The UK new car market declined 7.3% in January, according to figures from the Society of Motor Manufacturers and Traders.
Some 149,279 vehicles left showrooms as continued confusion surrounding diesel and clean air zones and ongoing weak consumer and business confidence continue to affect demand.
Continuing low consumer demand was a key driver behind the decline, with registrations by private buyers down -13.9%, while fleet registrations also fell but by a less significant -2.2%. Registrations of new diesel cars fell for the 34th month, by 36.0% to record the weakest performance since 2000 and just 19.8% share of the market, while petrol demand also declined, by -9.5%.
It contrasted with a growth in light vans sold.
The UK new light commercial vehicle (LCV) market enjoyed growth in the first month of the year, according to the SMMT. Registrations rose +5.9% in January after three months of decline towards the end of 2019, caused by pent-up demand due to regulatory changes, as well as operators taking advantage of some compelling deals on the latest models.
There was consistently strong reaction to the sales drop.
“Today’s new car sales figures showing a decline of -7.3% in January are disappointing, however, this follows a particularly strong December when consumers could benefit from a wide range of manufacturer offers”, said Sue Robinson, Director of the National Franchised Dealers Association, which represents franchised car and commercial vehicle retailers in the UK commenting on the latest SMMT’s new passenger car registration figures.
The UK New car market declined by -7.3% in January 2020 with 149,279 units registered. Sales of petrol cars declined -9.5%, diesel -36.0, whilst battery electric vehicles continued to grow, up 203.9%. Plug-in Hybrid Electric Vehicles rose by 111.1% in January to 4,788 units. Private demand decreased by -13.9% and fleet -2.2%.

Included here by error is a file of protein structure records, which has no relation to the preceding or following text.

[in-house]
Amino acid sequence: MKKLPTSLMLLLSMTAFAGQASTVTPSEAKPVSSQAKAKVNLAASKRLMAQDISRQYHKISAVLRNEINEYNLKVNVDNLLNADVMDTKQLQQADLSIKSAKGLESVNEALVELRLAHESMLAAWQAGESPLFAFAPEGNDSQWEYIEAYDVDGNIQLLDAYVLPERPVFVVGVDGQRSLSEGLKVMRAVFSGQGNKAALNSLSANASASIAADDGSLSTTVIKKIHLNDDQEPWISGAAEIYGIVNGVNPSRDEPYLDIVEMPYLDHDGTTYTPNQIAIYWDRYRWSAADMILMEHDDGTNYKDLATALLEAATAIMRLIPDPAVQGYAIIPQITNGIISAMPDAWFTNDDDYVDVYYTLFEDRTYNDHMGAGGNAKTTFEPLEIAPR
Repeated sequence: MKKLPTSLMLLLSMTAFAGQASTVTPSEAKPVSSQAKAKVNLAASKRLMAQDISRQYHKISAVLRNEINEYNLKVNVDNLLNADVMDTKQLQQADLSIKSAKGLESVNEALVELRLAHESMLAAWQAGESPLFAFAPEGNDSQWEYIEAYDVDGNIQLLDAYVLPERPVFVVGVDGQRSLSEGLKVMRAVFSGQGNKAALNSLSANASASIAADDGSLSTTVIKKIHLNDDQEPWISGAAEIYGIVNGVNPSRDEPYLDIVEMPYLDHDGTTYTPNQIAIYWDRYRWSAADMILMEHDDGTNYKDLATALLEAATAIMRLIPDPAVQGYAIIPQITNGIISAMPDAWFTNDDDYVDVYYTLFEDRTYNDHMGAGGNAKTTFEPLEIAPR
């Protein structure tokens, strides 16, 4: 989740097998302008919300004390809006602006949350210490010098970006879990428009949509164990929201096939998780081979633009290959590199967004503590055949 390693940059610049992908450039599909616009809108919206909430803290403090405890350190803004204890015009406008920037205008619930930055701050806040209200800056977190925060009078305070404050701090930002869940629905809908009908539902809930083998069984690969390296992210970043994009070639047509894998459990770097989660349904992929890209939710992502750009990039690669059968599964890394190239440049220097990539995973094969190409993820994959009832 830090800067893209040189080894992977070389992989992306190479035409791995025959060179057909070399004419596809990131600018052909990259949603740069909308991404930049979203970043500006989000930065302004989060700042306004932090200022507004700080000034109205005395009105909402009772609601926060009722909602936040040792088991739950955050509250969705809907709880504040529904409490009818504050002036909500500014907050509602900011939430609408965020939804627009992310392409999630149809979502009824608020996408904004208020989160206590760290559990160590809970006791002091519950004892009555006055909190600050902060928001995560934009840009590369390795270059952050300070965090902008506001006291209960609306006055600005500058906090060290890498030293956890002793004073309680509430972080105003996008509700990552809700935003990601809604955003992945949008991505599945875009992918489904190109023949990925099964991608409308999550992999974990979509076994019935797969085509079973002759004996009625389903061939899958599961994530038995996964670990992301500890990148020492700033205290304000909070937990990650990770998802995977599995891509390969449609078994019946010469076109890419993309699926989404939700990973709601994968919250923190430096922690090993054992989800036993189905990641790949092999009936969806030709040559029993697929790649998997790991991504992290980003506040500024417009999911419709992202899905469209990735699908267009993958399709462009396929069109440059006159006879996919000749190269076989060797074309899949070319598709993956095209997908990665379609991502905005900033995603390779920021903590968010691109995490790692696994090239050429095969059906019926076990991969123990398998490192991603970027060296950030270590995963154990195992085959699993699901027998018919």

Robinson added, “Positively, sales of pure electric vehicles rose significantly and the upward trend is likely to continue with plenty of new models coming to the market. However, the Government’s clean air policies must be consistent, and motorists need to receive further support, especially if the UK is to meet the 2035 deadline for the sales of new petrol, diesel and hybrids. This includes maintaining the plug-in car grant.
“When planning future policies, it is crucial that the Government recognises the investments that will be required by franchised retailers and those that have already been made to meet the fast-changing consumer demand. Additionally, we urge the Government to reconsider its plans to ban the sales of new plug-in hybrids by 2035 considering the growth that this segment is experiencing.
“We will continue to work closely with our franchised dealer members and industry partners to inform consumers and help them select their ideal car while supporting the transition to EVs”.
James Fairclough, CEO of AA Cars, said,“January’s 7.3% fall in sales suggests it will take the car industry some time to bounce back from a challenging 2019.
“The continued slide in demand for diesels is a big contributor to the overall fall in new car sales, alongside this month’s 9.5% decline in petrol sales.
“The growth in sales of plug-in hybrids – up 111.1% in January – would usually give a clue to where drivers are going to be spending their money this year.
“However, the Government’s announcement yesterday that it intends to ban the selling of new hybrid cars by 2035, alongside new petrol and diesel vehicles, will shift buying patterns in the years ahead.
“Including hybrids in the ban could prove to be counterproductive if it leads some drivers to hold onto petrol and diesel cars for longer.
“One positive is that moving the ban from 2040 to 2035 should ultimately deliver a revolution in demand for electric vehicles. Rolling out more charging infrastructure around the country could nudge more drivers to make the leap to plug-in cars.
“However, financial incentives, such as scrapping VAT on electric vehicles, may be needed to spark drivers to buy EVs in sufficient numbers to send new car sales soaring this year.”
Seán Kemple, Director of Sales at Close Brothers Motor Finance, added,“December’s downturn in sales has trickled into January, showing no sign of a post-election boost. 2019 was damning on diesel, and now petrol is taking the hit too – clearly seen in the steep 10% fall in the combined market share year on year. We expect to see the same slump until new number plates come out in March.
“But there’s no need to pump the brakes just yet. Diversifying fuel type is not deterring buyers as demand for battery electric and plug-in hybrid electric vehicles (PHEVs) have soared. And when it comes to stock, range anxiety is dwindling as consumers are becoming more comfortable with the new models that are being delivered to the showroom floors.
“In the lead up to March’s Budget, all eyes will be on the Government to maintain its support and investment in the electric market. And with the beginning of the end of the Brexit saga, it’s down to dealers to raise the confidence of buyers by offering steady advice and the right stock.”